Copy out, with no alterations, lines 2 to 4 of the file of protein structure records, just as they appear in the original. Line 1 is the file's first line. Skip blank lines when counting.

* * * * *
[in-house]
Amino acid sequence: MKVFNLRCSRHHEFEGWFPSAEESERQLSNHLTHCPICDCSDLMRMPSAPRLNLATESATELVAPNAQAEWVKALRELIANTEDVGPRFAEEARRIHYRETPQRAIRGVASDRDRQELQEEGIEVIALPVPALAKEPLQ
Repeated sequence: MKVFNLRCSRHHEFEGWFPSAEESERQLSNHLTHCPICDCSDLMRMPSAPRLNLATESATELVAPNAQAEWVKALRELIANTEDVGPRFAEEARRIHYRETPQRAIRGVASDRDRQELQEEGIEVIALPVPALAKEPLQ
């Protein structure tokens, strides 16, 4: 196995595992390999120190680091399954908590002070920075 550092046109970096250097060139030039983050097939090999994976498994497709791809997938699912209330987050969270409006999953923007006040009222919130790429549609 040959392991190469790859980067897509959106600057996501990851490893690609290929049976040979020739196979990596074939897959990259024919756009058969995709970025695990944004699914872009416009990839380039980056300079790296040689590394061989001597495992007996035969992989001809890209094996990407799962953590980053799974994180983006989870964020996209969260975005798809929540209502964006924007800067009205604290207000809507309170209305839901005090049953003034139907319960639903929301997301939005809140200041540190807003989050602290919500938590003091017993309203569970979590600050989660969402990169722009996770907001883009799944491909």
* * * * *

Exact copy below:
Amino acid sequence: MKVFNLRCSRHHEFEGWFPSAEESERQLSNHLTHCPICDCSDLMRMPSAPRLNLATESATELVAPNAQAEWVKALRELIANTEDVGPRFAEEARRIHYRETPQRAIRGVASDRDRQELQEEGIEVIALPVPALAKEPLQ
Repeated sequence: MKVFNLRCSRHHEFEGWFPSAEESERQLSNHLTHCPICDCSDLMRMPSAPRLNLATESATELVAPNAQAEWVKALRELIANTEDVGPRFAEEARRIHYRETPQRAIRGVASDRDRQELQEEGIEVIALPVPALAKEPLQ
């Protein structure tokens, strides 16, 4: 196995595992390999120190680091399954908590002070920075 550092046109970096250097060139030039983050097939090999994976498994497709791809997938699912209330987050969270409006999953923007006040009222919130790429549609 040959392991190469790859980067897509959106600057996501990851490893690609290929049976040979020739196979990596074939897959990259024919756009058969995709970025695990944004699914872009416009990839380039980056300079790296040689590394061989001597495992007996035969992989001809890209094996990407799962953590980053799974994180983006989870964020996209969260975005798809929540209502964006924007800067009205604290207000809507309170209305839901005090049953003034139907319960639903929301997301939005809140200041540190807003989050602290919500938590003091017993309203569970979590600050989660969402990169722009996770907001883009799944491909």